Some philosophers engage in a type of analytic work which is known as ameliorative analysis. Ameliorative analysis is the practice of articulating a concept or idea that should be attached to a word or phrase in order to better pursue some moral or political goal. This is different from descriptive analysis, which is concerned with illuminating the concept or idea that is actually attached to certain words or phrases. (It is also distinct from the practice of offering reforming definitions, which aim to restore coherence to an incoherent concept by modifying it slightly. The goal of ameliorative analysis is not to replace incoherence with coherence, but to advance a moral goal.)
Ameliorative analysis has become a very popular project, particularly in the areas of race and gender. Race- and gender-related terms are given ameliorative analyses in order to attach meanings to them that will better serve the cause of advancing equity. Different theorists engaged in ameliorative analysis will propose different analyses of various terms based on their differing understandings of what equity requires and what kinds of analyses will best promote equity as they understand it.
Let us consider an ameliorative concept, i.e. a concept that a practitioner of ameliorative analysis would have us attach to some word or phrase as the result of undertaking an ameliorative analysis of that word or phrase. Typically, there is not already a word or phrase that picks out that ameliorative concept. And let us grant that it would be useful for us to have a word of phrase that does pick out this concept.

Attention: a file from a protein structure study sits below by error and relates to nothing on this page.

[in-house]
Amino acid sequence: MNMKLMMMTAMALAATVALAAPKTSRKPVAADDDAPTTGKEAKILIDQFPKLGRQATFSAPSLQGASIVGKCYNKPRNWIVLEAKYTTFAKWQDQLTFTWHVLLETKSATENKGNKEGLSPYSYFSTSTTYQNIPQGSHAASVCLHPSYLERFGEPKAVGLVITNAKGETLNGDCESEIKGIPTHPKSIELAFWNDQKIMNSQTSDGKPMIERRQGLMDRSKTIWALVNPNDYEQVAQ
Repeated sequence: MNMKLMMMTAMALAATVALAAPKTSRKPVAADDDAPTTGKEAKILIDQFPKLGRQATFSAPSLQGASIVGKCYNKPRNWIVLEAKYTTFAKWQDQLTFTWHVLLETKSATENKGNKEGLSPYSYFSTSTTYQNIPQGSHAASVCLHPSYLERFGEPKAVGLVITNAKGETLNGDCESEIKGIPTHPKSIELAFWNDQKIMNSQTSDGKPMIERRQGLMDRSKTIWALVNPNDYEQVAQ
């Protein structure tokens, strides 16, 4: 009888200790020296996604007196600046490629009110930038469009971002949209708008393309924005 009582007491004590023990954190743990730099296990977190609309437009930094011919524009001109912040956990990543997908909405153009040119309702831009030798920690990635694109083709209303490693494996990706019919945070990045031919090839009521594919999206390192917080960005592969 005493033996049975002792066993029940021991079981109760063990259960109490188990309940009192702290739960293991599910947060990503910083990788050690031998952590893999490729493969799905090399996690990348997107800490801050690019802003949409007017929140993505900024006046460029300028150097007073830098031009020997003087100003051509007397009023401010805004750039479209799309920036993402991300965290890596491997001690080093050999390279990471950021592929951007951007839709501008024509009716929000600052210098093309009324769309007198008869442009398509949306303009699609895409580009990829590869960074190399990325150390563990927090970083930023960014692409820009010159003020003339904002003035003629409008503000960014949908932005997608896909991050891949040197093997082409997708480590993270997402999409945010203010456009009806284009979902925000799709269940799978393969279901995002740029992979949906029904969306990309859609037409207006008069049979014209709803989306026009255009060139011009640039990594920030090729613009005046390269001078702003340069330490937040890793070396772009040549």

But I wonder: Why do we not devise a new word to pick out the ameliorative concept? Why must we press an old word into new service? If the “ameliorative” benefit comes entirely from being able to refer to an important concept that we were not able to refer to before, then the benefit that is derived from the ability to refer should be realized by introducing a new word. But this is not what is done in ameliorative analysis.
In a previous post, I discussed the Motte and Bailey doctrine and the way that mottes and baileys are constructed. Read that piece first for the full explanation. But in short: Motte and Baileys are constructed through a three step process. The first step is “Humpty Dumptying,” which is the act of redefining a common word to give it a new meaning. Once we’ve given a word a new meaning, the second step is to construct “Troll’s Truisms,” which are sentences that contain the newly redefined word. These sentences are tautologies if they are read with their new definition, but are radical claims if they are understood with their old definition. The third step is to riff on your Troll’s Truisms, stringing a bunch of them together to create a piece of writing which, depending on how you read it, is either a radical critique or a basket of empty truisms. This is the Motte and Bailey.